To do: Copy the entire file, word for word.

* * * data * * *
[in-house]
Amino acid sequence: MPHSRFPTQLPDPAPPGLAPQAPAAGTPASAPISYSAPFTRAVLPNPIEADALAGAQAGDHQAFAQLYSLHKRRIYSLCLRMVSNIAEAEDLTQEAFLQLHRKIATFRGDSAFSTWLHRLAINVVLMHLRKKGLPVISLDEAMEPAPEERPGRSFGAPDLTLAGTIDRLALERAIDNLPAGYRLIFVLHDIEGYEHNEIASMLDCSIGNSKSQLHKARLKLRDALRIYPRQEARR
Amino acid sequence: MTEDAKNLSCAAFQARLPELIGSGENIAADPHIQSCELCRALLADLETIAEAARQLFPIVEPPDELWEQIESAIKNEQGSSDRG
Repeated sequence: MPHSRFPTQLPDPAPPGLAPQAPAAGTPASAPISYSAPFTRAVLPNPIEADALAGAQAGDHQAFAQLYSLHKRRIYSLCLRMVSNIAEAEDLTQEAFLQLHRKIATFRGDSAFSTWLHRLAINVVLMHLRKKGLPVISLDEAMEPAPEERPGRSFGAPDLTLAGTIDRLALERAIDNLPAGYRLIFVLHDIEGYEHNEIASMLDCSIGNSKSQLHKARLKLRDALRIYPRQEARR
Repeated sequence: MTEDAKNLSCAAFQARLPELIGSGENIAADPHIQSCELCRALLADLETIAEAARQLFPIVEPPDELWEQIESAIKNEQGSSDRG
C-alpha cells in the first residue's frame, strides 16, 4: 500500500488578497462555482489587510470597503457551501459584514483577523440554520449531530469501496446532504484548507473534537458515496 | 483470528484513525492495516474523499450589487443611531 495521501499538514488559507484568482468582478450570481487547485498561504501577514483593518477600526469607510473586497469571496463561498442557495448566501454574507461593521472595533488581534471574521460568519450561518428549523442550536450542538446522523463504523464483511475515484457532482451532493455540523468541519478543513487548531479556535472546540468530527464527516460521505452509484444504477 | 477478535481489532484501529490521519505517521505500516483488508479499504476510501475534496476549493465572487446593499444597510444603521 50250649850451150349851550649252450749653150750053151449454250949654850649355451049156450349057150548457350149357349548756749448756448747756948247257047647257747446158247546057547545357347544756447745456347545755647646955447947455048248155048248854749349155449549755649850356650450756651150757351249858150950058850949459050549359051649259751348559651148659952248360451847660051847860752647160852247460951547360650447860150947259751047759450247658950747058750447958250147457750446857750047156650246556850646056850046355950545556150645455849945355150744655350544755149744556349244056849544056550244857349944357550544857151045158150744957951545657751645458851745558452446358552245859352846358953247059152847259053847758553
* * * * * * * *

[in-house]
Amino acid sequence: MPHSRFPTQLPDPAPPGLAPQAPAAGTPASAPISYSAPFTRAVLPNPIEADALAGAQAGDHQAFAQLYSLHKRRIYSLCLRMVSNIAEAEDLTQEAFLQLHRKIATFRGDSAFSTWLHRLAINVVLMHLRKKGLPVISLDEAMEPAPEERPGRSFGAPDLTLAGTIDRLALERAIDNLPAGYRLIFVLHDIEGYEHNEIASMLDCSIGNSKSQLHKARLKLRDALRIYPRQEARR
Amino acid sequence: MTEDAKNLSCAAFQARLPELIGSGENIAADPHIQSCELCRALLADLETIAEAARQLFPIVEPPDELWEQIESAIKNEQGSSDRG
Repeated sequence: MPHSRFPTQLPDPAPPGLAPQAPAAGTPASAPISYSAPFTRAVLPNPIEADALAGAQAGDHQAFAQLYSLHKRRIYSLCLRMVSNIAEAEDLTQEAFLQLHRKIATFRGDSAFSTWLHRLAINVVLMHLRKKGLPVISLDEAMEPAPEERPGRSFGAPDLTLAGTIDRLALERAIDNLPAGYRLIFVLHDIEGYEHNEIASMLDCSIGNSKSQLHKARLKLRDALRIYPRQEARR
Repeated sequence: MTEDAKNLSCAAFQARLPELIGSGENIAADPHIQSCELCRALLADLETIAEAARQLFPIVEPPDELWEQIESAIKNEQGSSDRG
C-alpha cells in the first residue's frame, strides 16, 4: 500500500488578497462555482489587510470597503457551501459584514483577523440554520449531530469501496446532504484548507473534537458515496 | 483470528484513525492495516474523499450589487443611531 495521501499538514488559507484568482468582478450570481487547485498561504501577514483593518477600526469607510473586497469571496463561498442557495448566501454574507461593521472595533488581534471574521460568519450561518428549523442550536450542538446522523463504523464483511475515484457532482451532493455540523468541519478543513487548531479556535472546540468530527464527516460521505452509484444504477 | 477478535481489532484501529490521519505517521505500516483488508479499504476510501475534496476549493465572487446593499444597510444603521 50250649850451150349851550649252450749653150750053151449454250949654850649355451049156450349057150548457350149357349548756749448756448747756948247257047647257747446158247546057547545357347544756447745456347545755647646955447947455048248155048248854749349155449549755649850356650450756651150757351249858150950058850949459050549359051649259751348559651148659952248360451847660051847860752647160852247460951547360650447860150947259751047759450247658950747058750447958250147457750446857750047156650246556850646056850046355950545556150645455849945355150744655350544755149744556349244056849544056550244857349944357550544857151045158150744957951545657751645458851745558452446358552245859352846358953247059152847259053847758553